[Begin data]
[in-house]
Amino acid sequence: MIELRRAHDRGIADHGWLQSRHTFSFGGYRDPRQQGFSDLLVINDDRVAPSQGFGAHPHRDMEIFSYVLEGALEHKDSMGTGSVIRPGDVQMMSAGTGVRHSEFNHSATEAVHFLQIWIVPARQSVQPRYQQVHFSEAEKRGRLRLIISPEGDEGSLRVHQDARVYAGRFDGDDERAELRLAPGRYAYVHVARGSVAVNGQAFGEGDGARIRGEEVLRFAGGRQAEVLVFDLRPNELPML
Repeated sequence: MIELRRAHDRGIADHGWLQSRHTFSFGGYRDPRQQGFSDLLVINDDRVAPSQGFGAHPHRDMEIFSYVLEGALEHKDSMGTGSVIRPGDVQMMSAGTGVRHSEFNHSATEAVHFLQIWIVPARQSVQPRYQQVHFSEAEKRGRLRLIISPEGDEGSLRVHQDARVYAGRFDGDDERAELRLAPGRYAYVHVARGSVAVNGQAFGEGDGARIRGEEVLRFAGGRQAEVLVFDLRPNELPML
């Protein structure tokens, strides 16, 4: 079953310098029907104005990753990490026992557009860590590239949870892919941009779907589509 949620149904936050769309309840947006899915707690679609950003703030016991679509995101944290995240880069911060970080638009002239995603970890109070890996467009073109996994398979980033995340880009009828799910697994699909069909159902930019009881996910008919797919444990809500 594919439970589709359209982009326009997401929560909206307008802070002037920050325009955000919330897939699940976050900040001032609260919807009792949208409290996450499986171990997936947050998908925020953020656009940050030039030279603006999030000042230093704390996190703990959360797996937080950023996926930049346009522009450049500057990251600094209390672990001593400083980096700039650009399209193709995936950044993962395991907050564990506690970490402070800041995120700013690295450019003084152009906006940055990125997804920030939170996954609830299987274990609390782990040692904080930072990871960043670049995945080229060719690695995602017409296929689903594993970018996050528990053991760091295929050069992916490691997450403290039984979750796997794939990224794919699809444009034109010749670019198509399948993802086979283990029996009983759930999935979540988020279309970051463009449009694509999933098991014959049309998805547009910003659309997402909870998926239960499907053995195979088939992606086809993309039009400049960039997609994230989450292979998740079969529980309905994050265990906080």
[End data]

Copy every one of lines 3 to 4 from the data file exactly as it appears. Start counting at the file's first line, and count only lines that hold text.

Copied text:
Repeated sequence: MIELRRAHDRGIADHGWLQSRHTFSFGGYRDPRQQGFSDLLVINDDRVAPSQGFGAHPHRDMEIFSYVLEGALEHKDSMGTGSVIRPGDVQMMSAGTGVRHSEFNHSATEAVHFLQIWIVPARQSVQPRYQQVHFSEAEKRGRLRLIISPEGDEGSLRVHQDARVYAGRFDGDDERAELRLAPGRYAYVHVARGSVAVNGQAFGEGDGARIRGEEVLRFAGGRQAEVLVFDLRPNELPML
């Protein structure tokens, strides 16, 4: 079953310098029907104005990753990490026992557009860590590239949870892919941009779907589509 949620149904936050769309309840947006899915707690679609950003703030016991679509995101944290995240880069911060970080638009002239995603970890109070890996467009073109996994398979980033995340880009009828799910697994699909069909159902930019009881996910008919797919444990809500 594919439970589709359209982009326009997401929560909206307008802070002037920050325009955000919330897939699940976050900040001032609260919807009792949208409290996450499986171990997936947050998908925020953020656009940050030039030279603006999030000042230093704390996190703990959360797996937080950023996926930049346009522009450049500057990251600094209390672990001593400083980096700039650009399209193709995936950044993962395991907050564990506690970490402070800041995120700013690295450019003084152009906006940055990125997804920030939170996954609830299987274990609390782990040692904080930072990871960043670049995945080229060719690695995602017409296929689903594993970018996050528990053991760091295929050069992916490691997450403290039984979750796997794939990224794919699809444009034109010749670019198509399948993802086979283990029996009983759930999935979540988020279309970051463009449009694509999933098991014959049309998805547009910003659309997402909870998926239960499907053995195979088939992606086809993309039009400049960039997609994230989450292979998740079969529980309905994050265990906080």